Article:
Not long before the pandemic struck, Public Digital started working with the United Nations Capital Development Fund (UNCDF)’s Policy Accelerator team, a specialist unit that works with financial regulators and policymakers.
The team does inspiring and important work, focusing on 'inclusive economies' – financial markets and services that work for everyone. They support regulators and policymakers to unlock the benefits of digital financial services. They also have a focus on furthering women’s financial inclusion and economic empowerment.
The team is small, spread across multiple timezones (even before coronavirus), and largely made up of former financial regulators and policy experts. They have experience of working in the kinds of organisations that they now seek to help.
Starting in early 2019, with backing from The Bill and Melinda Gates Foundation, they started the new Africa Policy Accelerator programme, providing specialist advice and coaching to policymakers and regulators in 14 markets.
In short, this team are financial inclusion experts doing good work that could have a positive impact on millions of people’s lives. We jumped at the chance to work with them.
Global financial policy as a communication problem
Early on in our work with the UNCDF team, we collectively realised that:
- Many regulators and policymakers need practical tools to guide their policy-making and analysis. They want advice, and examples from other countries, but they (typically) are time-pressed and rarely have time to read long PDF reports.
- The UNCDF team need straightforward ways to share emerging thoughts. Team members have diverse perspectives and experience, and wanted to develop their own voices in a way that provided the best possible help to their users, while conveying a consistent image as one team within the UN system.
They were convinced that there was a better way to write and disseminate content that was responsive to the needs of their users, and would help them develop as a team. And given their stakeholders are increasingly interested in the impacts of the digital economy, it was especially important to build their own digital capabilities.
Over 4 months, we helped the UNCDF team get started by:
- running training sessions on topics like user research, working in the open, and content design versus agile communication
- writing an agile comms guide for the team, tailored to its UN context, and its skills and ambitions
- exploring the potential to use product roadmaps - focused on outcomes, rather than milestones - to plan some of the team’s work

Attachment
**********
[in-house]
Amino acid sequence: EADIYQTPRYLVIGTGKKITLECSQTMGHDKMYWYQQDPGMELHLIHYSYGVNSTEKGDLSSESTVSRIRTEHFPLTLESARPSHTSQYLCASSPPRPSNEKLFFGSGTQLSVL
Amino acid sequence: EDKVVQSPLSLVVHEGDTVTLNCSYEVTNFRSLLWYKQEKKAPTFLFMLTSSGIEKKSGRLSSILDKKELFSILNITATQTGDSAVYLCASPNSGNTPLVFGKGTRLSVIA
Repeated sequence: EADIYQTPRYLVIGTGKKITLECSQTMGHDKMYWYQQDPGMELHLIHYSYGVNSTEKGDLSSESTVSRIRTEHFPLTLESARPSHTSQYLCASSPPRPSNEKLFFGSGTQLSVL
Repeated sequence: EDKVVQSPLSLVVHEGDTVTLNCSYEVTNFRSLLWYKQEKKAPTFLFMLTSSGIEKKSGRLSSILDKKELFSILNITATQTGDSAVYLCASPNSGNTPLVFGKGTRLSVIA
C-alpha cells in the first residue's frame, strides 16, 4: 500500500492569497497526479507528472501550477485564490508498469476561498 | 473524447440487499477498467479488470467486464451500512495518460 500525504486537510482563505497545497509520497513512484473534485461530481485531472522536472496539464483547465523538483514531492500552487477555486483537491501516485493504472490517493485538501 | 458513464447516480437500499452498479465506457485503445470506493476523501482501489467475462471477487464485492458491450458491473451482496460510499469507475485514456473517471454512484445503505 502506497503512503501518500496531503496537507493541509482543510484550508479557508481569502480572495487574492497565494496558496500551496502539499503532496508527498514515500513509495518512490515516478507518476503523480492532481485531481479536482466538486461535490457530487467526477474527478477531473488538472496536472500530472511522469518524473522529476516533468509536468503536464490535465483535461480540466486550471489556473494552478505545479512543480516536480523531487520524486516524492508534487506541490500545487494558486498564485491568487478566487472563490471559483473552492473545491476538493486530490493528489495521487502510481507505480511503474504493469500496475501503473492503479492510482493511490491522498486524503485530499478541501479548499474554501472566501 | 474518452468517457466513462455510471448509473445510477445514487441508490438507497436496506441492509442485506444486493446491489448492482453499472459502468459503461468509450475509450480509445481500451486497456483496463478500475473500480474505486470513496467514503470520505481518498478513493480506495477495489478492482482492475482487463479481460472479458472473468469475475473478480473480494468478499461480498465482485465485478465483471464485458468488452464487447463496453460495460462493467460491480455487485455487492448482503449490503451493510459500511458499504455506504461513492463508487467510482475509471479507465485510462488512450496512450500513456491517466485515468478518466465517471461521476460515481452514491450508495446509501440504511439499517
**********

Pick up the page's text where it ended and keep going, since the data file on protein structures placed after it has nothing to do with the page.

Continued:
- providing feedback on draft blog posts and other pieces of writing
- providing tips and techniques for conducting and analysing user research
- advising the team on the skill sets needed for in-house comms specialists
- facilitating a week-long design sprint for the team, to make progress on a specific outcome. This happened just as the pandemic took grip in March, so we quickly pivoted from doing this in person to doing it all online, using tools like Zoom, Miro and Balsamiq
There were strong parallels with our work for EdTech Hub – much of this was about applying agile and user-centred thinking to communication. That doesn’t just mean changing the way you write and the way you publish, it also means thinking about the processes you use to manage pieces of writing, and the rules that govern how an idea becomes a published piece of work.
More than just a website
More recently, we caught up with the UNCDF team again and they shared the website they’ve been busy constructing, based on advice we gave them earlier in the year.
We were so impressed – the new site was so much clearer, simpler and more accessible than many of the alternatives.
It gives the team a much more usable and useful platform for ongoing communication with the people who need their advice the most.
But – and again, just like EdTech Hub – this project wasn’t just about the website. It was about taking the time to understand what users need. Policy is a world that expects long, detailed documents, but in our view those documents shouldn’t be the only mechanism that policy teams use to communicate. A snappy, readable blog post that points to longer, more detailed documents can be much more accessible to people who are working under pressure to deliver.
What’s more, we know from previous experience that publishing is a good place to start much more far-reaching digital transformation. The GOV.UK website was the first thing delivered by the UK’s Government Digital Service, before it moved on to other things. The digital team in California started with an alpha for their state government website, before being asked to build a Covid-19 response service.
Doing digital publishing well is a good proof-point; it establishes your credentials.
The team’s new website is a really strong start, and we’re keen to see what other changes it might lead to. We shall be staying in touch with the cheerful bunch at UNCDF, and cheering them on all the way.